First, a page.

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Ancient era

Naxos was one of the major centres of the Cycladic culture. Around 3000BC, the main settlements appear to have been near Hora, on the hill of Kastro and at Grotta. The island was later colonised by a party from Karia, led by a son of Apollo named Naxos.

Naxos was one of the first islands to work in marble and in the Archaic period produced the lions of Delos and Kouroi statues of increadible size. Indeed, for a period, huge was beautiful on Naxos; in 523BC the tyrant Lygdamis declared he would make Naxos' buildings the highest and most glorious in all Greece, although only the massive lintel from the gate of the Temple of Apollo remains on the islet of Palatia (in Naxos Town).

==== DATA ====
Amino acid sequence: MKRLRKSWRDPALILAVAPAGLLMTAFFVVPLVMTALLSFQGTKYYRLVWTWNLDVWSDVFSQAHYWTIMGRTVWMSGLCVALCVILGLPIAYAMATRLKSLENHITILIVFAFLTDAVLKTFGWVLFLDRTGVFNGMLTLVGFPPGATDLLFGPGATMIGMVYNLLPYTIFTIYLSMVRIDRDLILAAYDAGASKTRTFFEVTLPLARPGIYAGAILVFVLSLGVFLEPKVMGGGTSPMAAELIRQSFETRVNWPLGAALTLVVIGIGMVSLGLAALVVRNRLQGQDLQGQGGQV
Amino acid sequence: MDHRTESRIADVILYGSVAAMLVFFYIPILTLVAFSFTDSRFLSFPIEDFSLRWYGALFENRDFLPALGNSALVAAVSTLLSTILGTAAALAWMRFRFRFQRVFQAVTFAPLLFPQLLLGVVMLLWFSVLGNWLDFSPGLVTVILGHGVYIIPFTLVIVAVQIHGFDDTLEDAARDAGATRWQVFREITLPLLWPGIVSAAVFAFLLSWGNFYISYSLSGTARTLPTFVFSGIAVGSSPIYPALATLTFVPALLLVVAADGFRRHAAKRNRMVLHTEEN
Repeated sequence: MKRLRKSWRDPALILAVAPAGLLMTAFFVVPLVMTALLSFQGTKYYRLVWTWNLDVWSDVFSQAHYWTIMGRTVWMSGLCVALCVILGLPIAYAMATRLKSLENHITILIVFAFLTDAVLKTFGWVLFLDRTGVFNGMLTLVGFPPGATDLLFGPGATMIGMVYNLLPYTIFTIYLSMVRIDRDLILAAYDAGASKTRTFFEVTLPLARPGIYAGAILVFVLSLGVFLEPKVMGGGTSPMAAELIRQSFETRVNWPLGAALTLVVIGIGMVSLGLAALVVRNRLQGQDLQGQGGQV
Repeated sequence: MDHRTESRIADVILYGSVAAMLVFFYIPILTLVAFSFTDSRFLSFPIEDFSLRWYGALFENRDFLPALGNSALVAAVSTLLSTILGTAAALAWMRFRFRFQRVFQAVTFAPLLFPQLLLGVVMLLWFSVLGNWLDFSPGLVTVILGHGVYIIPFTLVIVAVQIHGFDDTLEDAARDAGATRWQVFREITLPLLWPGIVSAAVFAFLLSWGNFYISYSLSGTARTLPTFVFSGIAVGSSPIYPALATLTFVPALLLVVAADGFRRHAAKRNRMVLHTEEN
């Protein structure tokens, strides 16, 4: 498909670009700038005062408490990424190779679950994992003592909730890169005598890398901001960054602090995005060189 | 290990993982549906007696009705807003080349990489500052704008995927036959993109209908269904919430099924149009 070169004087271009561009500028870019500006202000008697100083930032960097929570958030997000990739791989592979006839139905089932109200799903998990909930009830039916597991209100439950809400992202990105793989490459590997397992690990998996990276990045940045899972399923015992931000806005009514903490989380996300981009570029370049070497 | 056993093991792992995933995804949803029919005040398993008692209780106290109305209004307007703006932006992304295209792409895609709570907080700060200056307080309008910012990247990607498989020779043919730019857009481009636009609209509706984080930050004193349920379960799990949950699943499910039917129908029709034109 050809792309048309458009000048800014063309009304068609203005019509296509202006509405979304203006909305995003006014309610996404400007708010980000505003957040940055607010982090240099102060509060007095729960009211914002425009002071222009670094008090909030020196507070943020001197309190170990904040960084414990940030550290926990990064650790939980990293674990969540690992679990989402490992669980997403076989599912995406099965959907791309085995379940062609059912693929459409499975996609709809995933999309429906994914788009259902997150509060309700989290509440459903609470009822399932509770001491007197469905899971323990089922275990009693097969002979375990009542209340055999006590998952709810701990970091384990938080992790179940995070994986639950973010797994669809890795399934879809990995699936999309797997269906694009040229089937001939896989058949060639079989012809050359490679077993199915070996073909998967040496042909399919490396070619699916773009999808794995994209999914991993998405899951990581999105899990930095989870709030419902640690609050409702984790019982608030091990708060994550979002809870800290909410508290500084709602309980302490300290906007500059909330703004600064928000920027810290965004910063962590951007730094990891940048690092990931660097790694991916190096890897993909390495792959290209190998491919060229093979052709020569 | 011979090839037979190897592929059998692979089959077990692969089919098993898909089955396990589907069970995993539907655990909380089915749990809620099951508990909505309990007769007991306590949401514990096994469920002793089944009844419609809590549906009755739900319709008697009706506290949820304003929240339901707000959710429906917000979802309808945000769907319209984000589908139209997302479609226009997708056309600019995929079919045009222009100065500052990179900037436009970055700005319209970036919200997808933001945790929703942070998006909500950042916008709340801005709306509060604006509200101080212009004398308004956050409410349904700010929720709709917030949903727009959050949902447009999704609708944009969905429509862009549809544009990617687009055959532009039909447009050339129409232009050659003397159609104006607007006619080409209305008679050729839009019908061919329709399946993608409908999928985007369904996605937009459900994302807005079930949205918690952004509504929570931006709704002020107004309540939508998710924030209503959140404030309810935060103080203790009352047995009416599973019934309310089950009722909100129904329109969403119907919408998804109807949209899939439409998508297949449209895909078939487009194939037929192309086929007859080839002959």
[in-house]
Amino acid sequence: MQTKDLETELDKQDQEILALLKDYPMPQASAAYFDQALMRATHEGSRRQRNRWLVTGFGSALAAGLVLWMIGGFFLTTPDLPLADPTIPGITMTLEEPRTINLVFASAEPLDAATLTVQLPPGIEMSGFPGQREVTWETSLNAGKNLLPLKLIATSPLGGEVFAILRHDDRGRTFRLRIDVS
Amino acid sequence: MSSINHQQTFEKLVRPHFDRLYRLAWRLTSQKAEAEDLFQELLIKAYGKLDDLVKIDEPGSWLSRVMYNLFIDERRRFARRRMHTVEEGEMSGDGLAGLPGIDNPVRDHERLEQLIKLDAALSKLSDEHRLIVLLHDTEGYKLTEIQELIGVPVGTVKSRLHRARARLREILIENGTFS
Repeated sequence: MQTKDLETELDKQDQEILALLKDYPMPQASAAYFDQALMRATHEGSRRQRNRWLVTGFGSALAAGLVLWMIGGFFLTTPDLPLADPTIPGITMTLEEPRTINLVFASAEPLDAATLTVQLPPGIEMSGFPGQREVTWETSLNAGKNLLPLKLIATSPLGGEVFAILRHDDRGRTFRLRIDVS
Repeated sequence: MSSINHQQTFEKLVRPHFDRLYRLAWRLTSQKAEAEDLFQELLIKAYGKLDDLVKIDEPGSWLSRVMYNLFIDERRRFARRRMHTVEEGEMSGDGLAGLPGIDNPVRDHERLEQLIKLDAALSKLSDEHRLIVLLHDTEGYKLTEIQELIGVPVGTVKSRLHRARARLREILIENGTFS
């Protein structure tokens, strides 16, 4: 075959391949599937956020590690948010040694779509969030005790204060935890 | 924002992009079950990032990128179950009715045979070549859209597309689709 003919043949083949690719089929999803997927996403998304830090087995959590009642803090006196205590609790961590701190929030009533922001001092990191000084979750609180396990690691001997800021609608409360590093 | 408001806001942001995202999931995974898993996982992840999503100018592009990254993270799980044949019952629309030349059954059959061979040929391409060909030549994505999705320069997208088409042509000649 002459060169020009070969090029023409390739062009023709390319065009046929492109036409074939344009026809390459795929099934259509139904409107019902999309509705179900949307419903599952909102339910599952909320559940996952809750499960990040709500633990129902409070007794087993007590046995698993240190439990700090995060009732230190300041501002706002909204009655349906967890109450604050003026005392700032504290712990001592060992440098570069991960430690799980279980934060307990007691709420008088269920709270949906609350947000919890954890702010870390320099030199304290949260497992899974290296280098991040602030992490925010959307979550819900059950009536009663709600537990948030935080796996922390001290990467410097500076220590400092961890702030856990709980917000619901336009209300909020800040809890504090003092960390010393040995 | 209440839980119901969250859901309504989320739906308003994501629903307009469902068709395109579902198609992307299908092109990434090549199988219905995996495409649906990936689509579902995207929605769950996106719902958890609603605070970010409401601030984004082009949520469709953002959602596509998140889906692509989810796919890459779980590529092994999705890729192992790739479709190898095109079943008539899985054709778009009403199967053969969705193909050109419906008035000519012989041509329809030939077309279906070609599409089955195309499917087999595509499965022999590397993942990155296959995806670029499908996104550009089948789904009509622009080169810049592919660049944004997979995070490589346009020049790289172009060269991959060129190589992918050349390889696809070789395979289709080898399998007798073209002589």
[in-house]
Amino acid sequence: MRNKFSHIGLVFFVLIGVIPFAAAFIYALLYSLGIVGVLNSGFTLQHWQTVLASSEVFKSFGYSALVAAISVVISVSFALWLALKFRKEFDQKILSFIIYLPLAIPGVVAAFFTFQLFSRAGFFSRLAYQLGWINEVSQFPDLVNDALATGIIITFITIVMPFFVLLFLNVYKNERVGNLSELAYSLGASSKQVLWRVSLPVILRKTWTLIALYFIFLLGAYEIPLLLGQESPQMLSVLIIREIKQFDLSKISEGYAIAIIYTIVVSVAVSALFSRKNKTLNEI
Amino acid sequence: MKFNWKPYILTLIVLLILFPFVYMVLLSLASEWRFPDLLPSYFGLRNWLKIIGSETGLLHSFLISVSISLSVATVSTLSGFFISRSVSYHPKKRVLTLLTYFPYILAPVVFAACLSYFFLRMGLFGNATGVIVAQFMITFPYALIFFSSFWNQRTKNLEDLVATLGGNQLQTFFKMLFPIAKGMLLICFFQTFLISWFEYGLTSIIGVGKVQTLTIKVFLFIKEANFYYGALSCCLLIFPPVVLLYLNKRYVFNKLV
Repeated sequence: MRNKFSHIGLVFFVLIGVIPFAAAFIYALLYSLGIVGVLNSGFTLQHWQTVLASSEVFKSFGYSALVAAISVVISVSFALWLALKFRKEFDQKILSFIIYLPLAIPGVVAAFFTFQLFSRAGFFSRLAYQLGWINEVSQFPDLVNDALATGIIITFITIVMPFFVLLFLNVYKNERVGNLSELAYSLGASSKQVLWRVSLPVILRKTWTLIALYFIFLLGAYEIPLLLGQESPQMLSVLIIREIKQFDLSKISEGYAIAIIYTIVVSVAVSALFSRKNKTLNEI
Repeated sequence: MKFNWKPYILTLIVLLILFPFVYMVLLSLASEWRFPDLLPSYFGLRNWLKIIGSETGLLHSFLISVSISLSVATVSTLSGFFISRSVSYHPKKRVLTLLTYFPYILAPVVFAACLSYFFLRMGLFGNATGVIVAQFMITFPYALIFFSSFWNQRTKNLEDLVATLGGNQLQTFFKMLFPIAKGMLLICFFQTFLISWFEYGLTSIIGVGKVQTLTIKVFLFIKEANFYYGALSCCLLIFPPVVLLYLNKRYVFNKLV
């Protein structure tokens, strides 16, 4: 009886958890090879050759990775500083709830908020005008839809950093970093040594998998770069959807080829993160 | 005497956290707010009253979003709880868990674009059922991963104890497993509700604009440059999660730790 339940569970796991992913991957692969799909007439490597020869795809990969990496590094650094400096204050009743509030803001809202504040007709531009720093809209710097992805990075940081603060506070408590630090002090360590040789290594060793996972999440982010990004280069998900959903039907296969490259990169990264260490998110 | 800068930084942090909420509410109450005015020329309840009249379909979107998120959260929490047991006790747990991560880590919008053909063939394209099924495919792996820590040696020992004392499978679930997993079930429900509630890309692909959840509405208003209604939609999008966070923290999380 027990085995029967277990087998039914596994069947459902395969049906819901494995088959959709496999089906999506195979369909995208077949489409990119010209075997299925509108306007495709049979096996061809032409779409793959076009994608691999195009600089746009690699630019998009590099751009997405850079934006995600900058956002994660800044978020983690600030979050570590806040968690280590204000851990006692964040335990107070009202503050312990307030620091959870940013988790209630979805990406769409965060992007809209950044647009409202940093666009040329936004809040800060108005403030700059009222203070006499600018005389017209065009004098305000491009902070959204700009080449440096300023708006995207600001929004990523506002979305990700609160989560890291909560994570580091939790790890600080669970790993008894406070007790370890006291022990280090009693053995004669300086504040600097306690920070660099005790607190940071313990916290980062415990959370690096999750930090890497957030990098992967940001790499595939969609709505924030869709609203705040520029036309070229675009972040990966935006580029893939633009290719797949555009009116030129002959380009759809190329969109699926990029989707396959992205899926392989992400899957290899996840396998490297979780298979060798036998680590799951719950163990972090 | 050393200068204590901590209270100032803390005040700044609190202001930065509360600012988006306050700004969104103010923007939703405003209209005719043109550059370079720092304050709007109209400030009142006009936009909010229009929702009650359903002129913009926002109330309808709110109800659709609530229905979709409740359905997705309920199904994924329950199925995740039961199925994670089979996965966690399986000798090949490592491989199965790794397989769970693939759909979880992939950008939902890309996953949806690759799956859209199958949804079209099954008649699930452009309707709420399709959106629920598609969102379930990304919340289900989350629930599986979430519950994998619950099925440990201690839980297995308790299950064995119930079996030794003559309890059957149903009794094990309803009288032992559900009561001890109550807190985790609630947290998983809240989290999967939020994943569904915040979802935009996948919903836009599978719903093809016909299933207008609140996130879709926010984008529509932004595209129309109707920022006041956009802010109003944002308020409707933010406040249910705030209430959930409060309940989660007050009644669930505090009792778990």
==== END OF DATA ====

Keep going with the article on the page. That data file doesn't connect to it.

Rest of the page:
As with most of the islands Naxos declined in importance in the Classical age.

In Hellinistic times it was governed by Ptolemy of Egypt.

Venetian Occupation

Naxos makes history in 1207 when the Venetian Marco Sanudo captured the island's chief Byzantine castle, T'aparilou, and declared himself Duke of Naxos, ruler over all the adventures who had grabbed the Aegean Islands after the conquest in Constantinopole.

When Venice refused to grant Sanudo the independent status he desired, he broke away in 1210 and became the Latin Emperor's Duke of the Archipelago. Archipelago was the Byzantine name for the Agean; under Sanudo and his successors, it took on the meaning, 'a group of islands', in this case the Cyclades. Even after the Turkish conquest in 1564 the Dukes of Naxos remained in nominal control of Cyclades, although anwerable to the Sultan.

 

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